Written by Craig D. Robins, Esq.
Squeez’em ‘till they’re dry – that’s what the banks are doing to consumers with soaring overdraft fees
Even though Congress and the Obama administration have been cracking down on banks that have fleeced the American public with abusive mortgage and credit card practices, the banks still continue to trap consumers with some outlandish fees.
“Over-limit fees” weren’t enough. The banks have been charging even greater fees for what they euphemistically call the “courtesy overdraft fee” – a fee the bank charges customers for being able to charge when they don’t immediately have the money available to pay.
Overdraft Fees Are Becoming Rampant
Overdraft fees are the single largest source of fees for banks. This year, banks expect to earn an incredible $38 billion from overdraft fees, which is almost twice as much as the $20 billion they will earn from penalties such as late fees and over-limit fees.
ABC’s Nightline  recently highlighted the problems with overdraft fees which are pushing consumers deeper into debt in our difficult economy. USA Today  also recently ran a cover story detailing the over-aggressive drive of banks to develop overdraft policies to milk the public.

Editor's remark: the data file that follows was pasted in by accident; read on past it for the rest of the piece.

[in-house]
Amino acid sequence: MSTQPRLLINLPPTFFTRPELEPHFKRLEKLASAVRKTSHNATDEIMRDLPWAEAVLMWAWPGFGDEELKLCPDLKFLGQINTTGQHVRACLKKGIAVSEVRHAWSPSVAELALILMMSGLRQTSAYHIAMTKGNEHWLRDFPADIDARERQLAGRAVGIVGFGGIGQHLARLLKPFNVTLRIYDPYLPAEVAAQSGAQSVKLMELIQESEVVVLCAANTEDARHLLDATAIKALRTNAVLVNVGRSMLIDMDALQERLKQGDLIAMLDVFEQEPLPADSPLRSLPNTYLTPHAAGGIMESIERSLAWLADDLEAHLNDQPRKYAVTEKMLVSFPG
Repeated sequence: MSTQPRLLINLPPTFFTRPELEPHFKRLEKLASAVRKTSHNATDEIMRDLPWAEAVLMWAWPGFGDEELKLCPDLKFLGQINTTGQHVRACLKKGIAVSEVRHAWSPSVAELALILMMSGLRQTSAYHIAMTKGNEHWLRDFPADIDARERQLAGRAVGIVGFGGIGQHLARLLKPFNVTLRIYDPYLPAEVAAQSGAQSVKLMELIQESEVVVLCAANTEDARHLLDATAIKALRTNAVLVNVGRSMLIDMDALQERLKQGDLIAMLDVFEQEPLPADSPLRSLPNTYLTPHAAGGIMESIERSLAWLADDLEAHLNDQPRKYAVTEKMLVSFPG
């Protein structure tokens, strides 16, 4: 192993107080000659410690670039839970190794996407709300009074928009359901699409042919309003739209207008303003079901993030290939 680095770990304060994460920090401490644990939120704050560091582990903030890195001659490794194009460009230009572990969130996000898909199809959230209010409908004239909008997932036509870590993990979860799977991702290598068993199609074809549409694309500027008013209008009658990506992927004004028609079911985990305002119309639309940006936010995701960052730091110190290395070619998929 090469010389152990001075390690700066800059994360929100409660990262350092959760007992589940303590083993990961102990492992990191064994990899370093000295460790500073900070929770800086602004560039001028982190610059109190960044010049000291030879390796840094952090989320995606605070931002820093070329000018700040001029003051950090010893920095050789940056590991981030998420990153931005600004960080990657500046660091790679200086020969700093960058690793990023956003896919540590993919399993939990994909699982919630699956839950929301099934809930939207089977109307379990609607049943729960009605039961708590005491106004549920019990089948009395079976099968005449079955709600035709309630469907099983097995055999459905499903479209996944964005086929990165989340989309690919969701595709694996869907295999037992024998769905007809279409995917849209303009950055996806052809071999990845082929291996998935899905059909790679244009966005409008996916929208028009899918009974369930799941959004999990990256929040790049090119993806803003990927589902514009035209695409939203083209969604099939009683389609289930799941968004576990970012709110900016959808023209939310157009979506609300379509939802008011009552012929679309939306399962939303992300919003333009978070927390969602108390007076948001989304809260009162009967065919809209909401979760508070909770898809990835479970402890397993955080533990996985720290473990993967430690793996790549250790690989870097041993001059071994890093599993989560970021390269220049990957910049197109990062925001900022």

How Overdraft Fees Work
A customer who already owes a balance fills up the gas tank, which purchase costs $30. However, the typical bank then charges an overdraft fee of $35. If the customer then makes a handful of other small charges the same day – say for a quick meal, some groceries and other incidentals, the fees for that one day will add up to $175 !!! This relates to an annual interest rate that can exceed 5,000 percent.
Consequently, a typical consumer can be hit with fees in the many hundreds of dollars in a matter of days – fees which many consumers cannot afford to pay.
Some banks even engage in sneaky practices such as charging consumers before they overdraw by deducting a purchase when it is made, rather than when it clears. This has the effect of pushing the account into the red even sooner.
With such excessive fees, it is no wonder that many consumers cannot pay them and are driven to file for bankruptcy relief. In our Long Island bankruptcy practice, we see evidence of these outlandish fees on a daily basis.
Legislators Are Being Forced to Introduce New Legislation to Curb Overdraft Fee Abuse
Our own Congresswoman from New York, Rep. Carolyn Maloney (D-NY), is currently proposing legislation which will require banks to get consumers’ permission to cover overdrafts, disclose APRs and pay transactions in a way that does not increase fees.